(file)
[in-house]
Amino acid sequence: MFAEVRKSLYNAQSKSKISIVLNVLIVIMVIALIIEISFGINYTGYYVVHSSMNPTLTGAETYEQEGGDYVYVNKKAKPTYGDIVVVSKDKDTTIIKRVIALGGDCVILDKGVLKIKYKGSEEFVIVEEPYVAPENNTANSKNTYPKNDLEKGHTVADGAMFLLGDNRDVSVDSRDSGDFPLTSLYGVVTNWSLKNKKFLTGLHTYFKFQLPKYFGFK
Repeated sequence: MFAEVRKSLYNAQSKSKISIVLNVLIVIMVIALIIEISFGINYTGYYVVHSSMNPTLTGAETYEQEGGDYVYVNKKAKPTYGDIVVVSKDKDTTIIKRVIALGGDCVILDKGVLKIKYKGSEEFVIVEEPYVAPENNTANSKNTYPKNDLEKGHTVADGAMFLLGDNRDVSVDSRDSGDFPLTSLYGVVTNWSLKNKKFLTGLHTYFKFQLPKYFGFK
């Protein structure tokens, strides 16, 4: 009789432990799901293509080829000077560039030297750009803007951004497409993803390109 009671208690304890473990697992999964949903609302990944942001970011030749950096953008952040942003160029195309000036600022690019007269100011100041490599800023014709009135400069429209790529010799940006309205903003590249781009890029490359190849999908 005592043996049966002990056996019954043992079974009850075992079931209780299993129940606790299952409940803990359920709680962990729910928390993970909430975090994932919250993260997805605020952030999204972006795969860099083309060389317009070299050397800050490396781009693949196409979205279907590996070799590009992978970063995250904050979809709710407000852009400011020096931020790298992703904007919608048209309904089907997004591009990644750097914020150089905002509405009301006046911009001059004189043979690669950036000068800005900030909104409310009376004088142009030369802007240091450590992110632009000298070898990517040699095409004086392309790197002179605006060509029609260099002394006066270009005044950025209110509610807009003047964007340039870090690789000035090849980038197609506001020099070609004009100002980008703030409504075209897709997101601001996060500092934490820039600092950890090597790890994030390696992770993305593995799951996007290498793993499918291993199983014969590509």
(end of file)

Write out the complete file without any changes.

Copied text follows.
[in-house]
Amino acid sequence: MFAEVRKSLYNAQSKSKISIVLNVLIVIMVIALIIEISFGINYTGYYVVHSSMNPTLTGAETYEQEGGDYVYVNKKAKPTYGDIVVVSKDKDTTIIKRVIALGGDCVILDKGVLKIKYKGSEEFVIVEEPYVAPENNTANSKNTYPKNDLEKGHTVADGAMFLLGDNRDVSVDSRDSGDFPLTSLYGVVTNWSLKNKKFLTGLHTYFKFQLPKYFGFK
Repeated sequence: MFAEVRKSLYNAQSKSKISIVLNVLIVIMVIALIIEISFGINYTGYYVVHSSMNPTLTGAETYEQEGGDYVYVNKKAKPTYGDIVVVSKDKDTTIIKRVIALGGDCVILDKGVLKIKYKGSEEFVIVEEPYVAPENNTANSKNTYPKNDLEKGHTVADGAMFLLGDNRDVSVDSRDSGDFPLTSLYGVVTNWSLKNKKFLTGLHTYFKFQLPKYFGFK
């Protein structure tokens, strides 16, 4: 009789432990799901293509080829000077560039030297750009803007951004497409993803390109 009671208690304890473990697992999964949903609302990944942001970011030749950096953008952040942003160029195309000036600022690019007269100011100041490599800023014709009135400069429209790529010799940006309205903003590249781009890029490359190849999908 005592043996049966002990056996019954043992079974009850075992079931209780299993129940606790299952409940803990359920709680962990729910928390993970909430975090994932919250993260997805605020952030999204972006795969860099083309060389317009070299050397800050490396781009693949196409979205279907590996070799590009992978970063995250904050979809709710407000852009400011020096931020790298992703904007919608048209309904089907997004591009990644750097914020150089905002509405009301006046911009001059004189043979690669950036000068800005900030909104409310009376004088142009030369802007240091450590992110632009000298070898990517040699095409004086392309790197002179605006060509029609260099002394006066270009005044950025209110509610807009003047964007340039870090690789000035090849980038197609506001020099070609004009100002980008703030409504075209897709997101601001996060500092934490820039600092950890090597790890994030390696992770993305593995799951996007290498793993499918291993199983014969590509």